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Chart: Compare Boston Emergency Room Wait Times

Boston’s famous for its medical facilities, several of which offer emergency care. But anyone who’s gone to the ER in the city knows it can take a while before you get back home. The chart above compares various emergency room wait times in Boston. The data used comes from the center for Medicare & Medicaid Center’s Hospital Compare web site. Learn more about the Medicare data used in this chart. SOUTH END PATCH: Facebook | Twitter | E-mail Updates South End Patch


Posted by Massachusetts Legal Resources - March 12, 2013 at 6:28 pm

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South End Man Charged with Shooting Heroin in Boston Medical Center Men’s Room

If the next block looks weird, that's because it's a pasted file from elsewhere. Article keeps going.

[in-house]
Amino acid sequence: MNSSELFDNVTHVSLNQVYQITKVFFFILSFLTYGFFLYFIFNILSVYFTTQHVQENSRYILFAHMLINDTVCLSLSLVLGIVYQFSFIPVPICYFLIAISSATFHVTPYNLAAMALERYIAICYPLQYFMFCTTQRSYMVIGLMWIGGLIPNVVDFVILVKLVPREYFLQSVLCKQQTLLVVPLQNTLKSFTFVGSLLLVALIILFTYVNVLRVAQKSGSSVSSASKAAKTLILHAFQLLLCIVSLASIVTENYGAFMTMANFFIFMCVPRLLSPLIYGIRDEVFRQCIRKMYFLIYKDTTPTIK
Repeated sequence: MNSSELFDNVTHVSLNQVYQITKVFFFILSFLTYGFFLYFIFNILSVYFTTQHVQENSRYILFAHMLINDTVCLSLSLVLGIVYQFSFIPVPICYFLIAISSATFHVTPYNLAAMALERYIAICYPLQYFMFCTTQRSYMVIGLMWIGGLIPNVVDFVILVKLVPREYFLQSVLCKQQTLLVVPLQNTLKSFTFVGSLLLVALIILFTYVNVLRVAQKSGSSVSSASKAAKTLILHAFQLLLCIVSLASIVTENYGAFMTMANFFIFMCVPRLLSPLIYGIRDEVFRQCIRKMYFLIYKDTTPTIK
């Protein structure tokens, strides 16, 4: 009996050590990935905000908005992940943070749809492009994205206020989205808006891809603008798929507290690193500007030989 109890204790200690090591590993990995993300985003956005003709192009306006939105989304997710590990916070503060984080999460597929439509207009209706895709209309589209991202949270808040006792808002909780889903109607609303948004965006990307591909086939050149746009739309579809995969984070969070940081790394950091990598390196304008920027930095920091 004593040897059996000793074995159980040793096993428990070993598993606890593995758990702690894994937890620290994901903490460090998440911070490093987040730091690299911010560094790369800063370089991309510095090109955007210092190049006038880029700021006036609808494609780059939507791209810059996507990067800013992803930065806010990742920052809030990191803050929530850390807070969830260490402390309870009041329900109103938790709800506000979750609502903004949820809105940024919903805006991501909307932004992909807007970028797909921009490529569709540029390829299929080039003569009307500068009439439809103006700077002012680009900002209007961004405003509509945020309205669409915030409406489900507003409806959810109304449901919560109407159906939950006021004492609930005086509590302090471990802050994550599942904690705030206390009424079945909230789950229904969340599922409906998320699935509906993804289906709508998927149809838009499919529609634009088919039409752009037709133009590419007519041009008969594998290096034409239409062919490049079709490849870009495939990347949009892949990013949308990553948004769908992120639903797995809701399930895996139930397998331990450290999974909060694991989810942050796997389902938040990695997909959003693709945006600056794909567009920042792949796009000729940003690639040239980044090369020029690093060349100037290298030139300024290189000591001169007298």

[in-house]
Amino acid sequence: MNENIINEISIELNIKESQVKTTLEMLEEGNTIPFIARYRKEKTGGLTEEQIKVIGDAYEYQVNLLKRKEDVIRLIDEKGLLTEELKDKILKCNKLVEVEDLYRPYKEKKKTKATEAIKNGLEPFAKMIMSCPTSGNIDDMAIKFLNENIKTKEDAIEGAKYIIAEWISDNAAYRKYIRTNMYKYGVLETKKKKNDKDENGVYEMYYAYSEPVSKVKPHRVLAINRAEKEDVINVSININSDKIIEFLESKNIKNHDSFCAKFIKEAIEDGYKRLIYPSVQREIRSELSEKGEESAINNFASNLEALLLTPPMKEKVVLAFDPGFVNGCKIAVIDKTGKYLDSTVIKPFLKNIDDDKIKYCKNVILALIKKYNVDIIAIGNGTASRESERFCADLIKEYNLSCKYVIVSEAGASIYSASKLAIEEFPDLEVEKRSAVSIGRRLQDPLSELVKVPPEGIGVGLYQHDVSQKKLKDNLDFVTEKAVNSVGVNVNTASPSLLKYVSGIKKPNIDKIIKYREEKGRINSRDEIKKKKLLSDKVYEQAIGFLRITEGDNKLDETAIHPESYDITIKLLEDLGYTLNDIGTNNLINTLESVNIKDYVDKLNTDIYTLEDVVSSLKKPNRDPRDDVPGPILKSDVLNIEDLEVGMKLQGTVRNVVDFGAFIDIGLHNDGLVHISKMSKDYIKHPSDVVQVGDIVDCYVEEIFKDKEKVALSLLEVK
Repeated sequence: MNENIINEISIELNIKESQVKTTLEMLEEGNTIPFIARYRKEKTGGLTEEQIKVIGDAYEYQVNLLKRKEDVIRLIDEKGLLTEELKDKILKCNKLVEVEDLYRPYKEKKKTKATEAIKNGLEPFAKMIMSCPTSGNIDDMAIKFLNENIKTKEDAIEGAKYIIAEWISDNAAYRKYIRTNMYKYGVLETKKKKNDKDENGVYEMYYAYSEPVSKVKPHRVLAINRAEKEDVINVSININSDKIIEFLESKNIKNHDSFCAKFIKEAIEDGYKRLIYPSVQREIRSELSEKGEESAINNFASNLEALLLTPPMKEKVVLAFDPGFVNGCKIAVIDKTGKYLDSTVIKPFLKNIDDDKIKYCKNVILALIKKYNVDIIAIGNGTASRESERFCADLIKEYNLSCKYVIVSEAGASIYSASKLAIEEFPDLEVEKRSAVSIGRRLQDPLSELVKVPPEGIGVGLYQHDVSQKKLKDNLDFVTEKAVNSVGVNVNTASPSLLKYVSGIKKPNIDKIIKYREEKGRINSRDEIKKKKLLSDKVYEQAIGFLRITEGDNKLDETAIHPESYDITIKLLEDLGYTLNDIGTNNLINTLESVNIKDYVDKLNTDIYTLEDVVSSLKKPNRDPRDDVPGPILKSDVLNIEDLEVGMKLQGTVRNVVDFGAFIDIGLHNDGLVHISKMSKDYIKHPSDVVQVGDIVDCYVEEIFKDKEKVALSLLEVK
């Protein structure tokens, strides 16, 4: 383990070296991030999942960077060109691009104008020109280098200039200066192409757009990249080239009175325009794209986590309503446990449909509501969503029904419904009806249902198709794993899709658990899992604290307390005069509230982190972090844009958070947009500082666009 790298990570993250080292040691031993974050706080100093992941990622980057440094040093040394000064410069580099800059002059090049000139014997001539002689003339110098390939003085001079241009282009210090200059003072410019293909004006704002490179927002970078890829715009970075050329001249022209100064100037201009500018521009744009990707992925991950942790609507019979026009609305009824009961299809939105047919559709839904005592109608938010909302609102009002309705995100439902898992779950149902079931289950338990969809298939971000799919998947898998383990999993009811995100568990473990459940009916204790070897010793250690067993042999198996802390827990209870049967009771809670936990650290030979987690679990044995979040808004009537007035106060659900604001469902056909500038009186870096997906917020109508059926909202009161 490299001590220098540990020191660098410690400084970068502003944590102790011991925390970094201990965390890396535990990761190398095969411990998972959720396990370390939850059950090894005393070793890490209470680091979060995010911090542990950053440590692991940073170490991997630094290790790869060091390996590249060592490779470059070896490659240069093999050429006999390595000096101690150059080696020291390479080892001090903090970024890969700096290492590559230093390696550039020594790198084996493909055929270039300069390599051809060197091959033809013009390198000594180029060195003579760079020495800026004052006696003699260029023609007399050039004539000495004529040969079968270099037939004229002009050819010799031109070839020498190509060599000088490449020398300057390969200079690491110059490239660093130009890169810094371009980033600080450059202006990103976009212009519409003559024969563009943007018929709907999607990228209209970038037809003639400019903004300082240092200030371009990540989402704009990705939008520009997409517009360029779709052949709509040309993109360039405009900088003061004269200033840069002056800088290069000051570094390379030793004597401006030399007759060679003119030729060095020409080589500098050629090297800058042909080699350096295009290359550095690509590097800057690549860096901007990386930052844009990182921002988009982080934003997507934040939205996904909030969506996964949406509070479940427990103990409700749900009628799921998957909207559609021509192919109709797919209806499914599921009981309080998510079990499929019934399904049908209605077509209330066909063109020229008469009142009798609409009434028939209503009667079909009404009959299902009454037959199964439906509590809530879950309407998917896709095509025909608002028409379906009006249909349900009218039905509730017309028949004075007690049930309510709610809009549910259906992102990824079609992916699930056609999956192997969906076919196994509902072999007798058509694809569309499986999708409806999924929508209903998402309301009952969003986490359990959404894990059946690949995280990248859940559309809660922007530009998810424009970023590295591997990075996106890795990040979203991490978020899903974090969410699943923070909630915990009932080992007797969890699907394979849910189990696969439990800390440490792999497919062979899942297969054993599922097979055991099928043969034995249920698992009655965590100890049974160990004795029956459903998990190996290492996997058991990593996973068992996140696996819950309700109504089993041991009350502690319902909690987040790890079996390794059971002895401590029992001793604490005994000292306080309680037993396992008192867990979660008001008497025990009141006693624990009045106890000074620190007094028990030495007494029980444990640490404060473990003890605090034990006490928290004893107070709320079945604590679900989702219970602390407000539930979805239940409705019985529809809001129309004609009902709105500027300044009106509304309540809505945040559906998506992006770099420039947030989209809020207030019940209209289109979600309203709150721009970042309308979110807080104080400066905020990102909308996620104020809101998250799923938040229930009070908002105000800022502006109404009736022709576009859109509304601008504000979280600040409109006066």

Boston Police Officers responded to a report of an unresponsive male locked in a bathroom stall at Boston Medical Center at 840 Harrison Avenue at 3:45 p.m. on March 4. Upon arrival, officers reported that they found an unresponsive male slouched over the toilet in a locked stall with a hypodermic needle exposed and an aluminum container with a brown colored cooked residue consistent with heroin located on the bathroom floor. The officer called for the in-house medical staff for a possible overdose and broke open the lock to check on the well being of the suspect. The suspect came to, but was disoriented. He sat on the toilet with his sleeve rolled up and the officer reportedly observed a mark from a recent injection. The officer asked if the man was OK. The suspect reportedly replied that he had “just shot some heroin.” As the officer went to help the suspect stand up, the officer reportedly saw a small bag of brown powder fall from the suspect’s waistband. The officer called off the medical response. The suspect claimed that he did not know anything about the baggie of powder and that “the heroin belonged to a friend.” The suspect told officer that he had come to the hospital to shoot up and that he had no medical business there. The officer searched the suspect and found three transparent plastic baggies containing brown powder, two hypodermic needles and two metallic caps used for cooking, one containing brown powder residue and burn marks. The needles were properly disposed of and the bags were taken in as evidence. Officers arrested Jorge Luis Lugo of 444 Harrison Avenue and charged him with possession of a Class A substance with intent to distribute.  South End Patch